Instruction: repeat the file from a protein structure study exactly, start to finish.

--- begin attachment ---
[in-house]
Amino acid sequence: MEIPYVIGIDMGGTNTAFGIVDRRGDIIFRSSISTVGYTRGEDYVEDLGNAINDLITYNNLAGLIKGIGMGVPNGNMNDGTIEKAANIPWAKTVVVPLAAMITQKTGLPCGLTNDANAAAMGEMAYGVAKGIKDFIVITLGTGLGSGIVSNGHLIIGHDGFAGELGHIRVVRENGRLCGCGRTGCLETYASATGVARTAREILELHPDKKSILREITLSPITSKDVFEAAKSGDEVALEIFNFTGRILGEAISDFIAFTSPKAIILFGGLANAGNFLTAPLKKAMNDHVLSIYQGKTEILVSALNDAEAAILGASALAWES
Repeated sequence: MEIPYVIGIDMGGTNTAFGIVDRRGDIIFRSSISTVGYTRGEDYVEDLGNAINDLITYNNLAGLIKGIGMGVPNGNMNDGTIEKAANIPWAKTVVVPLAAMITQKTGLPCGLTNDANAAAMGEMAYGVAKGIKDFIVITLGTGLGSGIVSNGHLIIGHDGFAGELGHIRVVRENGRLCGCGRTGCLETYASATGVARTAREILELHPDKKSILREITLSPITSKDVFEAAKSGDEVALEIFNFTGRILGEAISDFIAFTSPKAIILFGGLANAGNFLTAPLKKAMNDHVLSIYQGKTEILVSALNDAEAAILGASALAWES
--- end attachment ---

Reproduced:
[in-house]
Amino acid sequence: MEIPYVIGIDMGGTNTAFGIVDRRGDIIFRSSISTVGYTRGEDYVEDLGNAINDLITYNNLAGLIKGIGMGVPNGNMNDGTIEKAANIPWAKTVVVPLAAMITQKTGLPCGLTNDANAAAMGEMAYGVAKGIKDFIVITLGTGLGSGIVSNGHLIIGHDGFAGELGHIRVVRENGRLCGCGRTGCLETYASATGVARTAREILELHPDKKSILREITLSPITSKDVFEAAKSGDEVALEIFNFTGRILGEAISDFIAFTSPKAIILFGGLANAGNFLTAPLKKAMNDHVLSIYQGKTEILVSALNDAEAAILGASALAWES
Repeated sequence: MEIPYVIGIDMGGTNTAFGIVDRRGDIIFRSSISTVGYTRGEDYVEDLGNAINDLITYNNLAGLIKGIGMGVPNGNMNDGTIEKAANIPWAKTVVVPLAAMITQKTGLPCGLTNDANAAAMGEMAYGVAKGIKDFIVITLGTGLGSGIVSNGHLIIGHDGFAGELGHIRVVRENGRLCGCGRTGCLETYASATGVARTAREILELHPDKKSILREITLSPITSKDVFEAAKSGDEVALEIFNFTGRILGEAISDFIAFTSPKAIILFGGLANAGNFLTAPLKKAMNDHVLSIYQGKTEILVSALNDAEAAILGASALAWES